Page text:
In another reversal reported on February 11, 2022, in a personal injury case, the Texas Supreme Court ruled that a limitation of liability provision in a utility tariff granted by the Texas Railroad Commission “excludes liability for service public for damages suffered by a guest of the defendant’s residential customer’s home”, not as a matter of contract, but as “a matter of law”.

The Fifth Court of Appeals for Texas – Panda Power Generation Infrastructure Fund, et al. c.Texas Electrical Reliability Board, Inc.
On February 23, 2022, the court ruled that ERCOT, the Electric Reliability Council of Texas Inc., was not entitled to sovereign immunity, and that the claims presented by the plaintiffs here were not subject to the exclusive jurisdiction of the Texas Public Utility Commission. This was an en banc decision of this court, reversing an earlier decision relating to ERCOT’s claim for sovereign immunity under Texas law. Given the importance of this issue, it is highly likely that the Texas Supreme Court will be called upon to review this decision.

FEDERAL REGULATORY NOTICES

Federal Emergency Management Agency (FEMA)
On March 3, 2022, FEMA issued a final rule, effective April 4, 2022, updating its regulatory procedures, which have at times been criticized for being too opaque. The agency announced that it is changing its use of an APP exception relating to government loans, grants and contracts. See 87 FR 11971.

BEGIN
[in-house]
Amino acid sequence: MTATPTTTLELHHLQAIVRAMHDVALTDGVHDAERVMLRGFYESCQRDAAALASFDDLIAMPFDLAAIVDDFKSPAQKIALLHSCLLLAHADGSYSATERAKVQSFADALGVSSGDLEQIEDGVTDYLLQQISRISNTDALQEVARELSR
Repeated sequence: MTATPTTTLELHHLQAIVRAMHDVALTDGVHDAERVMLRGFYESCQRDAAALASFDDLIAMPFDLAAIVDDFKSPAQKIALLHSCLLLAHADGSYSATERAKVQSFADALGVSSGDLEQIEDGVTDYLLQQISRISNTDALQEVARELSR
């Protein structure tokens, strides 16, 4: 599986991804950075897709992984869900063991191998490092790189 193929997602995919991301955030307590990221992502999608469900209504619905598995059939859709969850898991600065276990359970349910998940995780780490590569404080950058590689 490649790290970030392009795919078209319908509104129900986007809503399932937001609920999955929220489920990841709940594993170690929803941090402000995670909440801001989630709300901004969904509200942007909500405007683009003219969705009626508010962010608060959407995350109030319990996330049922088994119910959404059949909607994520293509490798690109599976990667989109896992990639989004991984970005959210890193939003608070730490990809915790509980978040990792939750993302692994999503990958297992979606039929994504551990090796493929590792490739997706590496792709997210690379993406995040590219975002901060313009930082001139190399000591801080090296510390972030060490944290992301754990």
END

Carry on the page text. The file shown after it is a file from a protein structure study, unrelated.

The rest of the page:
Environmental Protection Agency (EPA)

  • On March 14, 2022, the EPA issued a direct final rule amending the Standards and Practices for all appropriate investigations, meeting the new ASTM Standard Practices for CERCLA Phase 1 cleanings. 40 CFR Part 312 is being amended. (See 87 FR 14174.)
  • Additionally, on March 14, 2022, the EPA issued a decision notice stating that it reconsidered a 2019 decision to remove California’s exemption from federal authority to regulate emissions control standards for new engines. The EPA administrator determined that the 2019 decision to withdraw California’s exemption was flawed in its assessment of applicable law and the facts at issue. The notice also states that requests for review of this decision must be filed by May 13, 2022. (See 87 FR 14332.)
  • Finally, a new GAO report, “Preventing Chemical Accidents: EPA Should Ensure Regulated Facilities Consider Climate Change Risks,” has been released. The report number is GAO-22-104494.